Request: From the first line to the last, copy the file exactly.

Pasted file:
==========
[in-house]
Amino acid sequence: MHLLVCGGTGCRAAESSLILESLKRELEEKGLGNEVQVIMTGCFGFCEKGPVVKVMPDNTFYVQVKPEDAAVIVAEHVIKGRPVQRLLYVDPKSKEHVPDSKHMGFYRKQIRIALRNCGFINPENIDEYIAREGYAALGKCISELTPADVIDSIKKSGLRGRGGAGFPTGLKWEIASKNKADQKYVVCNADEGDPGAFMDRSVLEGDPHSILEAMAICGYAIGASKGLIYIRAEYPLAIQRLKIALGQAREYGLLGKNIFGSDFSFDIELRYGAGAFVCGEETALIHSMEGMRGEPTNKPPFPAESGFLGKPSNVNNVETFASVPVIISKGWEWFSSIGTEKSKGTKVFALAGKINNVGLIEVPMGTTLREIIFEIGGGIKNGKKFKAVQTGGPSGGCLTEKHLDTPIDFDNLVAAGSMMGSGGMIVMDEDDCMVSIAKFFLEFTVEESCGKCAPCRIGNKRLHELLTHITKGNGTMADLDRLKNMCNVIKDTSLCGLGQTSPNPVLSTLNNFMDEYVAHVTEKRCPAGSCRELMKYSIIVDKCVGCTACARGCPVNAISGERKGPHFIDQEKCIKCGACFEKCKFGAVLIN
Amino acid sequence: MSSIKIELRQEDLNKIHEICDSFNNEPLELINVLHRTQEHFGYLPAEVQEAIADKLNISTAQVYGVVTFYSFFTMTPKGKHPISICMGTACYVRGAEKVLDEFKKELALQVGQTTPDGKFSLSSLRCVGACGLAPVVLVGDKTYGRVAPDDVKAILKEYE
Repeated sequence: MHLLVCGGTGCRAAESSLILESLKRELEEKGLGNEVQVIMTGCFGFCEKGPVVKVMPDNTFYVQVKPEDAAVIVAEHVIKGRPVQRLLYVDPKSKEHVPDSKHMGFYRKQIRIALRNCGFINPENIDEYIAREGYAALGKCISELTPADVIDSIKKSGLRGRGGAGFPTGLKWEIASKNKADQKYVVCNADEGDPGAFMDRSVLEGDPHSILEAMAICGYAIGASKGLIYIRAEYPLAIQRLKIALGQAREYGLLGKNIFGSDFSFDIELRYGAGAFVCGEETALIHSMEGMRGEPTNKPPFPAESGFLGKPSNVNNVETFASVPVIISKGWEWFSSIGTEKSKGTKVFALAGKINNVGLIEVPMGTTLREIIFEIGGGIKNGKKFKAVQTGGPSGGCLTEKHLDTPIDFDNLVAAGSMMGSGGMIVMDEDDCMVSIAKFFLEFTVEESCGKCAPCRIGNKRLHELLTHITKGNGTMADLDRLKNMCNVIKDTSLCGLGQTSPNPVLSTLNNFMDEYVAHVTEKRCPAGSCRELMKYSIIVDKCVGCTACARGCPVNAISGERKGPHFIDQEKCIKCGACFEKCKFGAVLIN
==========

[in-house]
Amino acid sequence: MHLLVCGGTGCRAAESSLILESLKRELEEKGLGNEVQVIMTGCFGFCEKGPVVKVMPDNTFYVQVKPEDAAVIVAEHVIKGRPVQRLLYVDPKSKEHVPDSKHMGFYRKQIRIALRNCGFINPENIDEYIAREGYAALGKCISELTPADVIDSIKKSGLRGRGGAGFPTGLKWEIASKNKADQKYVVCNADEGDPGAFMDRSVLEGDPHSILEAMAICGYAIGASKGLIYIRAEYPLAIQRLKIALGQAREYGLLGKNIFGSDFSFDIELRYGAGAFVCGEETALIHSMEGMRGEPTNKPPFPAESGFLGKPSNVNNVETFASVPVIISKGWEWFSSIGTEKSKGTKVFALAGKINNVGLIEVPMGTTLREIIFEIGGGIKNGKKFKAVQTGGPSGGCLTEKHLDTPIDFDNLVAAGSMMGSGGMIVMDEDDCMVSIAKFFLEFTVEESCGKCAPCRIGNKRLHELLTHITKGNGTMADLDRLKNMCNVIKDTSLCGLGQTSPNPVLSTLNNFMDEYVAHVTEKRCPAGSCRELMKYSIIVDKCVGCTACARGCPVNAISGERKGPHFIDQEKCIKCGACFEKCKFGAVLIN
Amino acid sequence: MSSIKIELRQEDLNKIHEICDSFNNEPLELINVLHRTQEHFGYLPAEVQEAIADKLNISTAQVYGVVTFYSFFTMTPKGKHPISICMGTACYVRGAEKVLDEFKKELALQVGQTTPDGKFSLSSLRCVGACGLAPVVLVGDKTYGRVAPDDVKAILKEYE
Repeated sequence: MHLLVCGGTGCRAAESSLILESLKRELEEKGLGNEVQVIMTGCFGFCEKGPVVKVMPDNTFYVQVKPEDAAVIVAEHVIKGRPVQRLLYVDPKSKEHVPDSKHMGFYRKQIRIALRNCGFINPENIDEYIAREGYAALGKCISELTPADVIDSIKKSGLRGRGGAGFPTGLKWEIASKNKADQKYVVCNADEGDPGAFMDRSVLEGDPHSILEAMAICGYAIGASKGLIYIRAEYPLAIQRLKIALGQAREYGLLGKNIFGSDFSFDIELRYGAGAFVCGEETALIHSMEGMRGEPTNKPPFPAESGFLGKPSNVNNVETFASVPVIISKGWEWFSSIGTEKSKGTKVFALAGKINNVGLIEVPMGTTLREIIFEIGGGIKNGKKFKAVQTGGPSGGCLTEKHLDTPIDFDNLVAAGSMMGSGGMIVMDEDDCMVSIAKFFLEFTVEESCGKCAPCRIGNKRLHELLTHITKGNGTMADLDRLKNMCNVIKDTSLCGLGQTSPNPVLSTLNNFMDEYVAHVTEKRCPAGSCRELMKYSIIVDKCVGCTACARGCPVNAISGERKGPHFIDQEKCIKCGACFEKCKFGAVLIN